Five Years Behind
Hitler's Barbed Wire

barbed wire
edited by Jacqueline Collins

Five Years Behind Hitler's Barbed Wire

On July 3, 1940, 5,000 exhausted and hungry French officers reached a high plateau of the Moravian Mountain range in Austria. Prisoners of war of the Third Reich, they had arrived at Oflag XVIIA, a quad of grim looking barracks encircled by barbed wire, their new home for the next five years.

They immediately organized and within a year created a dynamic community, complete with a university, library, newspaper, theater, orchestra and sport teams. More than 20 clandestine radios connected them with the outside world. In 1943, they executed the largest Allied POW escape of the war with 132 escapees.

The diary engages the reader in the day-by-day life of the community’s activities and events, and portraying all aspects of the collective life of the officer POWs it captures the changing mood with candid musings, cries of despair, occasionally lyrical reflections, and mostly positive comments. With dry humor it describes the indignities of lengthy roll calls and the destruction of personal possessions during the searches of barracks by the Gestapo, documentation in real time of the life of the officer POWs.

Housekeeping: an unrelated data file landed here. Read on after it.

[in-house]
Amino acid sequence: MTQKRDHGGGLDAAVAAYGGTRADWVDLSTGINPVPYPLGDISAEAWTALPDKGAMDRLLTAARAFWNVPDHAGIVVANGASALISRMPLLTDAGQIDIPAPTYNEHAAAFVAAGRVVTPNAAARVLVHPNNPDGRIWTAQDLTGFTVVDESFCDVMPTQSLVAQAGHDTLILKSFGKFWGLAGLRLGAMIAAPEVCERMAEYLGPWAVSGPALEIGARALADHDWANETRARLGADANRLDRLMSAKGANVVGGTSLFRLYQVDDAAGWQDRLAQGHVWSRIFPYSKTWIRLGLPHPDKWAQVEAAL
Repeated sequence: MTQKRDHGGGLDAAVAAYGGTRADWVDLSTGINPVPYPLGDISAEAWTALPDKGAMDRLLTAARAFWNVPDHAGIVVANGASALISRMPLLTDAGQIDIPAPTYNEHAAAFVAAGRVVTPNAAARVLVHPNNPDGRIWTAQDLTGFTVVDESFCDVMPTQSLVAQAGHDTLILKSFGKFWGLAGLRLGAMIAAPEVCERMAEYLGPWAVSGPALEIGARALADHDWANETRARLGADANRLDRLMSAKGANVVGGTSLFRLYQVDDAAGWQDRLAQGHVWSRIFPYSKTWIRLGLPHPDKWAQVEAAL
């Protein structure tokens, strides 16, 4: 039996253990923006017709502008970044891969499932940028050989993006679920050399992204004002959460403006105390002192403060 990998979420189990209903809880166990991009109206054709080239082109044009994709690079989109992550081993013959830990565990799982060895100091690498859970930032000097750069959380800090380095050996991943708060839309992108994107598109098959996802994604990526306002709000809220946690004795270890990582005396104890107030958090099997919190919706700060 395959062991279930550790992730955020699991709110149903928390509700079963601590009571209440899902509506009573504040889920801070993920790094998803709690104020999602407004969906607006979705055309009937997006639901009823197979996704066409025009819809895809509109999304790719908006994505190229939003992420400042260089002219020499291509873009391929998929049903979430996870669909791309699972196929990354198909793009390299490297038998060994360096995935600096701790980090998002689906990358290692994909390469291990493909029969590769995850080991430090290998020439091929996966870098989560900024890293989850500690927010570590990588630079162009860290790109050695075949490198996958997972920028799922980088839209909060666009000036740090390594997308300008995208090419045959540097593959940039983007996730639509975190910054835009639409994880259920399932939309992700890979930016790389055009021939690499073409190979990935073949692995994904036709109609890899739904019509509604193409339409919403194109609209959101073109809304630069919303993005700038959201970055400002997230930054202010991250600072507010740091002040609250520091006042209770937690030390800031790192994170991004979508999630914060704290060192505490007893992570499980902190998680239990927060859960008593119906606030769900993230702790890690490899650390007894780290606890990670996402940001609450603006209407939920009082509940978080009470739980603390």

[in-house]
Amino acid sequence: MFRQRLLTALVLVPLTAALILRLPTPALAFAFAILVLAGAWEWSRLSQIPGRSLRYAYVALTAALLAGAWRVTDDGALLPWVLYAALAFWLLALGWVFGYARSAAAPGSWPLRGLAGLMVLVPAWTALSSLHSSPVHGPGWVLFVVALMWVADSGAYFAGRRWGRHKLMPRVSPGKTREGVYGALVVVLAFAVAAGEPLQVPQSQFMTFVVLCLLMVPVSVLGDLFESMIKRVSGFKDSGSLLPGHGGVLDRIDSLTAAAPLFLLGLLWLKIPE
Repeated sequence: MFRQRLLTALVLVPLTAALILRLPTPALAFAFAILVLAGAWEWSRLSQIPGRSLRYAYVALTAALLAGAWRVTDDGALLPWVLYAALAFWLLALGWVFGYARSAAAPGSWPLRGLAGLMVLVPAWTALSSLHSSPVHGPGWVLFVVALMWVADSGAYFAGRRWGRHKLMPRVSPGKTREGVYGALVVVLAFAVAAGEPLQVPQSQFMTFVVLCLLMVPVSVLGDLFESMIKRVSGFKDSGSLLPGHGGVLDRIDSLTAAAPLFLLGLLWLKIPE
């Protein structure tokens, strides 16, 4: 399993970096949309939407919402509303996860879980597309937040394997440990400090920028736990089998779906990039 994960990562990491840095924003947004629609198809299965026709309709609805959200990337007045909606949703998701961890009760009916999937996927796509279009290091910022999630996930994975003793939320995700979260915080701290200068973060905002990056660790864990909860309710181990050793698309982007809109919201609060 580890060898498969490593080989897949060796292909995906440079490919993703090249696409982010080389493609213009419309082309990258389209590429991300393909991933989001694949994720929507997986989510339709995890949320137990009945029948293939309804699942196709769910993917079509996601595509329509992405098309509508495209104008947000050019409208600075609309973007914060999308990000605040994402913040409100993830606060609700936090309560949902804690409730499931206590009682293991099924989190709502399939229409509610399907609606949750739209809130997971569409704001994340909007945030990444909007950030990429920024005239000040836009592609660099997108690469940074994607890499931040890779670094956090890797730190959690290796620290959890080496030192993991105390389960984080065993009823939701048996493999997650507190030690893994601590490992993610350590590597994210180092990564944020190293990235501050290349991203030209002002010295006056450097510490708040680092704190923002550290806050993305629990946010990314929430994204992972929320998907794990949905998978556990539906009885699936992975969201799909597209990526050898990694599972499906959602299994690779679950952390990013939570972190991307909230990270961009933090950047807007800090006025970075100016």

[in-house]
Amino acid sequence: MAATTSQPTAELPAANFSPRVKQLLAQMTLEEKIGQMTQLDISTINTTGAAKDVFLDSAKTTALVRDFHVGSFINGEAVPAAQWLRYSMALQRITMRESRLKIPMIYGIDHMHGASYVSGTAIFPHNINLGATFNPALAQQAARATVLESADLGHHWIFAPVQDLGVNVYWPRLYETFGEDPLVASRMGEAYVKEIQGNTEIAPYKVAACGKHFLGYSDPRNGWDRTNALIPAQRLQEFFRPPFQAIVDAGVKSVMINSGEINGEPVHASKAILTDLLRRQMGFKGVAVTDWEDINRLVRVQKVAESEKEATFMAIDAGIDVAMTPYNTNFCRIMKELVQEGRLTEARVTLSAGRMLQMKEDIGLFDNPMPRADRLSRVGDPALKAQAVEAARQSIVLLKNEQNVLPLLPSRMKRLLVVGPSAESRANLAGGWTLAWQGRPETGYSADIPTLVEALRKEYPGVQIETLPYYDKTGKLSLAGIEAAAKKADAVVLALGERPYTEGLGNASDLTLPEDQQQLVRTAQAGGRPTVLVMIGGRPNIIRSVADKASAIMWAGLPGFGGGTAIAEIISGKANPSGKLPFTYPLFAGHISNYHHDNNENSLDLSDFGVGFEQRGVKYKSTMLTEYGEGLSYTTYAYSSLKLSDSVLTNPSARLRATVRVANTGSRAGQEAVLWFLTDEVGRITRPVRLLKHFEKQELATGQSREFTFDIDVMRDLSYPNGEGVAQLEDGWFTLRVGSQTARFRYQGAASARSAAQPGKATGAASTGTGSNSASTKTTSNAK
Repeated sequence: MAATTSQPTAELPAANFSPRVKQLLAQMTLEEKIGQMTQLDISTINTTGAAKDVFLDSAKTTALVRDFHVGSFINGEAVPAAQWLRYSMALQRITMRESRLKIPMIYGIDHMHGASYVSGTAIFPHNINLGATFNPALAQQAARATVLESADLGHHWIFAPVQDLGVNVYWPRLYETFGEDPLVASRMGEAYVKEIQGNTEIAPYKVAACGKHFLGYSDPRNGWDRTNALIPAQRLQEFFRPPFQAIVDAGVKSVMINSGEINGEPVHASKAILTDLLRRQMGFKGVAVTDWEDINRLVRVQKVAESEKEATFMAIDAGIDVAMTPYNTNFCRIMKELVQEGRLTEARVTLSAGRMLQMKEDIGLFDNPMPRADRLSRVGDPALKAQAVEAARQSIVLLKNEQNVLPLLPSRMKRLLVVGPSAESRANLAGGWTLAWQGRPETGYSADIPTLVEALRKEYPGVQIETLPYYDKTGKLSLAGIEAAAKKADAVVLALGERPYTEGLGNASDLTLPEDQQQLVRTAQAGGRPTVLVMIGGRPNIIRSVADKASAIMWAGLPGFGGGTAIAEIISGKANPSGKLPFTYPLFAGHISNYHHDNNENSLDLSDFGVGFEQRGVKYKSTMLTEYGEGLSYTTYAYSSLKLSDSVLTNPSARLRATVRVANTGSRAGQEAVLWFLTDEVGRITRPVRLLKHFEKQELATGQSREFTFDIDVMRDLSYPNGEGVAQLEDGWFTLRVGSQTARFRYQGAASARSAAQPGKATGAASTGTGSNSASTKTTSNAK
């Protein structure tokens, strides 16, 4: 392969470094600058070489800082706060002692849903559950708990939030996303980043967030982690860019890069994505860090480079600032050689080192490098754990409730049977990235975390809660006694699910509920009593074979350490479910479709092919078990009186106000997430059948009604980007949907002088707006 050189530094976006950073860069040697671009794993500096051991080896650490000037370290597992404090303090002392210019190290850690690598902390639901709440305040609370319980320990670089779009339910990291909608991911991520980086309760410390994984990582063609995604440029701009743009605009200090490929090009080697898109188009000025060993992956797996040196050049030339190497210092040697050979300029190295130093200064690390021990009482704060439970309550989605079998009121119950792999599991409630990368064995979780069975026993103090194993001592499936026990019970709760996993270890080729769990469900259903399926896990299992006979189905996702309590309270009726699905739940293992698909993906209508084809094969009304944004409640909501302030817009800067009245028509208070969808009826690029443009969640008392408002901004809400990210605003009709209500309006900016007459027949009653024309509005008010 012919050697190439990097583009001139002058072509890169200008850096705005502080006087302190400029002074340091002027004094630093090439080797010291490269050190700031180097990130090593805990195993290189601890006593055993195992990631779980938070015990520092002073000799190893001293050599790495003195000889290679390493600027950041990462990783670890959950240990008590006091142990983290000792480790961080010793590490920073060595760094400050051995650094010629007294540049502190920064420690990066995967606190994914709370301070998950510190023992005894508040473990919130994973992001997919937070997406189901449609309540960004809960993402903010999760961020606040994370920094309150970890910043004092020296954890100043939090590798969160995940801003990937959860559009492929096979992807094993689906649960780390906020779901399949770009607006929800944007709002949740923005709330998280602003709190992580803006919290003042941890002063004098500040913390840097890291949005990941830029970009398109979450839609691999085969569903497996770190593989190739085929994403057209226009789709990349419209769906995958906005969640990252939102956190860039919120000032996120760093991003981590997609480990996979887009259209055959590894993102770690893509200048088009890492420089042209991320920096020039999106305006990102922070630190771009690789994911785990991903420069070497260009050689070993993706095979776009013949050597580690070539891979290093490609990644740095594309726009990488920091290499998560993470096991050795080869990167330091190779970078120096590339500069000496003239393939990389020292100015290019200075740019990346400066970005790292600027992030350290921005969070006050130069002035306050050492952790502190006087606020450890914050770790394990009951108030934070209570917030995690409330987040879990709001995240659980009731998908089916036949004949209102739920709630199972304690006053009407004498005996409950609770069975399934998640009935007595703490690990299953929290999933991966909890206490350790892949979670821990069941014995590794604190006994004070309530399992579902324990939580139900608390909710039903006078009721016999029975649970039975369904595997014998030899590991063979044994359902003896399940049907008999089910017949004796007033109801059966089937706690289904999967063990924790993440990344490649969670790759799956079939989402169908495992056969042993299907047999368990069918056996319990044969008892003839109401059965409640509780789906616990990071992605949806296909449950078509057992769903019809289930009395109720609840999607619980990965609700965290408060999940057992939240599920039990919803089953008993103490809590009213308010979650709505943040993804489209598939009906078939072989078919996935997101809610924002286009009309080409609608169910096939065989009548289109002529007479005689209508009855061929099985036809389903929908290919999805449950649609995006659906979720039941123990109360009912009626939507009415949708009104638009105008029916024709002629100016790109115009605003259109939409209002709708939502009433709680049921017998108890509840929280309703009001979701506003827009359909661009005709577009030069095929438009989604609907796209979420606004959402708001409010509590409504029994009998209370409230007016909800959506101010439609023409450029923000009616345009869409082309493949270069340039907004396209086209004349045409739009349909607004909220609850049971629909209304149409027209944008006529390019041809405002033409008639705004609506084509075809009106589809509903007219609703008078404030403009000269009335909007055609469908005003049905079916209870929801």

The commentaries expand what the diarist could not mention: the activities of the resistance group, the ability of the men to introduce many forbidden items into the camp, and the Germans treatment of Jewish French officers. Innocuous details in the diary uncovered major events, some chance enquiries led to the actual copies of the camp newspaper, le Canard, and the visit of what remains of the camp in 2010.